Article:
This past week, a 10-year-old boy was mauled by three pit bulls while entering his Aurora backyard. Police don't know where the dogs came from, but the boy apparently entered his backyard after trying to go through the front door. He discovered the front door was locked and no one was home. The boy was in critical condition and suffered severe bite and puncture wounds after neighbors fought to chase the dogs away, according to www.rockymountainnews.com.
Who is to blame in this situation? Should we blame the owners of the pit bulls who left them outside? Perhaps the boy's parents are at fault for not being at home when he got out of school. Certainly, if they were home, he wouldn't have gone through the backyard. Personally, I'd like to blame the historical dog breeders who raised pit bulls for fighting and bull baiting, thus creating a particularly nasty creature. It has to be their fault, right?
This story is just a current example of what we call the "blame game."
I didn't do it. It's not my fault. It happened because of such-and-such reason. These are just instances of the multitude of phrases that we have all become accustomed to hearing and saying. We are all talented at devising these phrases. If there is an undesirable circumstance out there, then we will create an excuse to explain why it isn't our fault.
For example, if I were obese, it wouldn't be my fault. My genetics would be the culprit. The people who invented cars that cause me to drive four blocks instead of walking are also to blame. Finally, McDonald's wouldn't get away unscathed. It would be their fault, too. In fact, I might even sue them. Never mind that I don't exercise and eat right. It's just not my fault.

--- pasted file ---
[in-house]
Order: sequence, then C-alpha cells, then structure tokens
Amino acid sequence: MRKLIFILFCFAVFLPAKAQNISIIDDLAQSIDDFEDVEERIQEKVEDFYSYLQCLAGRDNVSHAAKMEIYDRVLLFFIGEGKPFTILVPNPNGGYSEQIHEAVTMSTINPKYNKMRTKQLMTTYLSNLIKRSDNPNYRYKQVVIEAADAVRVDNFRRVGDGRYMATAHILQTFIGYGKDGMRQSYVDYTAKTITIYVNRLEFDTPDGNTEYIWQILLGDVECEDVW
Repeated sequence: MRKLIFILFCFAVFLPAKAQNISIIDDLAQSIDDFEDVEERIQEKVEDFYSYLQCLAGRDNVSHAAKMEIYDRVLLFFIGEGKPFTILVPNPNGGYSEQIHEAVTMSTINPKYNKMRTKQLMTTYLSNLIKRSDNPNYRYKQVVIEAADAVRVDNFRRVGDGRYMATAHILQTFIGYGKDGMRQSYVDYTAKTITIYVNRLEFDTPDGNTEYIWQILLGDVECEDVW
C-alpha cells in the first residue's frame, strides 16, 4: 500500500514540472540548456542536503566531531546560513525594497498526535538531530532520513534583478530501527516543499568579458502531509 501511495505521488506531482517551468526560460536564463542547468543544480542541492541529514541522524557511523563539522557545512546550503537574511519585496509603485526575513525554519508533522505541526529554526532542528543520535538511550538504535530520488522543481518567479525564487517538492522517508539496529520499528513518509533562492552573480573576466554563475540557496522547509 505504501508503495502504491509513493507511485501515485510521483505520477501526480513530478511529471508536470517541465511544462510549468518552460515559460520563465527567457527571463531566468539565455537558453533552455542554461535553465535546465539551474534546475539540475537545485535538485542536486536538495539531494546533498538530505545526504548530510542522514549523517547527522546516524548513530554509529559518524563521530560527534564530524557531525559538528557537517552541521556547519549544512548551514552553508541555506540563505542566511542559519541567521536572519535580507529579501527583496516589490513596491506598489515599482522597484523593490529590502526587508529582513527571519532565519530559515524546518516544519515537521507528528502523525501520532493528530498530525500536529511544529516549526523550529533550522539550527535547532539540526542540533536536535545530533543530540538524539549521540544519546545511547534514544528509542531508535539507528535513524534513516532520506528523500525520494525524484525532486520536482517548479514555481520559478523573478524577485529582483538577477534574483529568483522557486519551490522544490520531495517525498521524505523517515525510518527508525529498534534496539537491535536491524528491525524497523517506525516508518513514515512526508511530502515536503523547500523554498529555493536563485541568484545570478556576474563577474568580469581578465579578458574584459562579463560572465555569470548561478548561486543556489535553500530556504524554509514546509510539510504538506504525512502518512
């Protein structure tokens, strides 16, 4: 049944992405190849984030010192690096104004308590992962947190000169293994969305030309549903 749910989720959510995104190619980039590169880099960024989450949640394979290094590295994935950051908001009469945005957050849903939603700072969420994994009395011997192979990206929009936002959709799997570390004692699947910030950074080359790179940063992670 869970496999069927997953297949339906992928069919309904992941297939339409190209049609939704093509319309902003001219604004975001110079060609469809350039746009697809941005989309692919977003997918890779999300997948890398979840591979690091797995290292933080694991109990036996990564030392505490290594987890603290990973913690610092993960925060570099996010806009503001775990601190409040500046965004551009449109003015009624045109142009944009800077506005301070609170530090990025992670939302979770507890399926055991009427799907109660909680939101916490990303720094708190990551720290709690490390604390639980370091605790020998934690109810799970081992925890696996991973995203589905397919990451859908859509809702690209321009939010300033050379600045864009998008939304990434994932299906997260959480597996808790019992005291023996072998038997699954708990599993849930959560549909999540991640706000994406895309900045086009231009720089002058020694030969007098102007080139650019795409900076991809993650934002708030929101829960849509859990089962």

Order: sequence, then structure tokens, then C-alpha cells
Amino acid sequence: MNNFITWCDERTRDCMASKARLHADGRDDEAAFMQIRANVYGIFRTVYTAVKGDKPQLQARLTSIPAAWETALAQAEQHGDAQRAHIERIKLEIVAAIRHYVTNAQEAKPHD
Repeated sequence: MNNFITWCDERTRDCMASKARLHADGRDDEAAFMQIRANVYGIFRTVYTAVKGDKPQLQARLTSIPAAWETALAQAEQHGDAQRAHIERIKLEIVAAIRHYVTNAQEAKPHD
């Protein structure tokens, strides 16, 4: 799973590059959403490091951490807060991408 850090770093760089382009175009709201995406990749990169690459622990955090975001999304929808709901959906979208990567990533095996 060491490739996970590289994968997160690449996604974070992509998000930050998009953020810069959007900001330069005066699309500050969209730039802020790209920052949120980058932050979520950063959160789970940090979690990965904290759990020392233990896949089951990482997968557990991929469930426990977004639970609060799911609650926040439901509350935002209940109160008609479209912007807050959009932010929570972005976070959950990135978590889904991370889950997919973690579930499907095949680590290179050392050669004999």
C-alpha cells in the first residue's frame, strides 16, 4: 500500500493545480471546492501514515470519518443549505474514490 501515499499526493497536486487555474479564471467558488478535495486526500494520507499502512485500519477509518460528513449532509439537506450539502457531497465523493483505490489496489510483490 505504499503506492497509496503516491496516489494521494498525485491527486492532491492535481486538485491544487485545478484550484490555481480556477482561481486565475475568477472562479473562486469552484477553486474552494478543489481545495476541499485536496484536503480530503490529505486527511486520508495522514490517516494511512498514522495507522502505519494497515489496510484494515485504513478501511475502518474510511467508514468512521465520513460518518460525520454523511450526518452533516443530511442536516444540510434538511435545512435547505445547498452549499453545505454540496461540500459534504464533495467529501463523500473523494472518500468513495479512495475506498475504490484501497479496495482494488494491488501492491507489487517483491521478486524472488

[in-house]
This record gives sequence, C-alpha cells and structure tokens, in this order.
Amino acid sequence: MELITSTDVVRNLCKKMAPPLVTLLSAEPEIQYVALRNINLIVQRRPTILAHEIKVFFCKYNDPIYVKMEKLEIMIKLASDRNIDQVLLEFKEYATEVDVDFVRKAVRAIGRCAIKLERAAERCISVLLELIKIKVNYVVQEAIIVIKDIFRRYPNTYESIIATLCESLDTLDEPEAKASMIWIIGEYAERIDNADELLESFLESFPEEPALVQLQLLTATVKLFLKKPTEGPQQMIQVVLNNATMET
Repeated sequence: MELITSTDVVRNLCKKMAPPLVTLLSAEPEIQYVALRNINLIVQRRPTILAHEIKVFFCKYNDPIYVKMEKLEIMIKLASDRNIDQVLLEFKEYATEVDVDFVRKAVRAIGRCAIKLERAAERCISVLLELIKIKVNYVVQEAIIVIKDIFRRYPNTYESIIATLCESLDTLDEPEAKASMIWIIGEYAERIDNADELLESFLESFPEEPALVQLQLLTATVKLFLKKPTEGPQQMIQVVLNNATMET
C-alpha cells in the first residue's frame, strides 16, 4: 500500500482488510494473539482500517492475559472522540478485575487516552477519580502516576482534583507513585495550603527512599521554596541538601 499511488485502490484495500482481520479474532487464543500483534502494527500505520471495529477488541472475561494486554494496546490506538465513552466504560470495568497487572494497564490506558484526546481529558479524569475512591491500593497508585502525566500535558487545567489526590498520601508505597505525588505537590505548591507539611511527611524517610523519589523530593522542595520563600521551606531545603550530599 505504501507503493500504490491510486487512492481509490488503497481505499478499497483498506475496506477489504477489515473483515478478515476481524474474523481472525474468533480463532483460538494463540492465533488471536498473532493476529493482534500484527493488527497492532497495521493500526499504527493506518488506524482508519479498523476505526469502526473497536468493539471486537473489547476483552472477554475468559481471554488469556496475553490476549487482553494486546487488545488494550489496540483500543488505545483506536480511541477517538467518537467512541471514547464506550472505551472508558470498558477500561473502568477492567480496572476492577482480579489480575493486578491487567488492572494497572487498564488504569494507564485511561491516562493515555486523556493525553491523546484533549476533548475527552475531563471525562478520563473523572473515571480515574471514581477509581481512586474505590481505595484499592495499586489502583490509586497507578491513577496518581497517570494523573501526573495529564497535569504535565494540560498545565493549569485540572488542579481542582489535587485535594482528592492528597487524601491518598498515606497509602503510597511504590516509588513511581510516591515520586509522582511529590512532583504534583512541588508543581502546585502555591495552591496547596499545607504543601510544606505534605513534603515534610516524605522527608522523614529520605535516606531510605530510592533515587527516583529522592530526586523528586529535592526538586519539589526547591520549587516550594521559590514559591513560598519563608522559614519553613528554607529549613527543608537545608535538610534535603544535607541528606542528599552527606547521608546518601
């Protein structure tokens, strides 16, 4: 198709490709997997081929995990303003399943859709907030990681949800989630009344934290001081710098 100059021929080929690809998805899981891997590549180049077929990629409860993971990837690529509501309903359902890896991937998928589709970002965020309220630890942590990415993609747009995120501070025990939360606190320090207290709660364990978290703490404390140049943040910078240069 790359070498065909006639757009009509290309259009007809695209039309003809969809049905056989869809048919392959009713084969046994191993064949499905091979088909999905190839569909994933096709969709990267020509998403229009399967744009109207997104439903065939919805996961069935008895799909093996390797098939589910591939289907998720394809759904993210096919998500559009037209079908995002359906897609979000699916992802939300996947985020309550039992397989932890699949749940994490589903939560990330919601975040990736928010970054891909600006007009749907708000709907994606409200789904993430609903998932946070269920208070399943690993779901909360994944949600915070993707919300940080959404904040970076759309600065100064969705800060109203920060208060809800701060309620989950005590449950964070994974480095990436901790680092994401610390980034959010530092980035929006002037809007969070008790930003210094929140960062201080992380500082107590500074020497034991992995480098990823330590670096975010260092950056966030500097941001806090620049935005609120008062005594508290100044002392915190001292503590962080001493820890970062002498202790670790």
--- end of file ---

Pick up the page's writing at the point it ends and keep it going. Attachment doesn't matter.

Another one of my favorite examples is Columbine. Violent video games, Marilyn Manson, and the movie "The Basketball Diaries" – these are the reasons why two boys went on a shooting spree at their school. Their parents didn't raise them correctly. Or, they are mentally ill. It can become exhausting trying to come up with all these arguments. I'm wondering how refreshing it would be if everyone took their blame when blame was due.
Let's put a twist on a modern argument. "I got knocked up because the condom broke." Simple enough, but it would be much more energizing to hear this: "I got pregnant because I made the decision to have sex with a stranger, and even though I used a condom, I was 100 percent aware that I could still get pregnant. I processed that information in my brain, but instead I decided to go with my animal instincts and desires. Now I am pregnant, which is entirely my fault. I am going to take responsibility for my actions and make a decision that I am going to pass off as justifiable, even though it is probably just selfish."
Imagine how unconventional it would be to hear someone say that. It's sad that honesty is unconventional. When I stop to think of how many of our national leaders are dishonest, it truly is mind-boggling. But the point of this column isn't really to raise awareness about the dishonest nature of man. Unless you've been living under a rock, you are probably already aware.
We are college students. Most of us are 18 or older, and we are legally adults. That should be reason enough for us to grow up and start taking responsibility for our actions. But when most other adults and role models don't even do that much, it can seem difficult and worthless to try and make honesty mainstream. Most of us would say, "It's not my job to be the first person who's honest. I shouldn't have to be the one to do it."
Megan Schulz is a sophomore technical journalism major. Her column runs every Tuesday in the Collegian.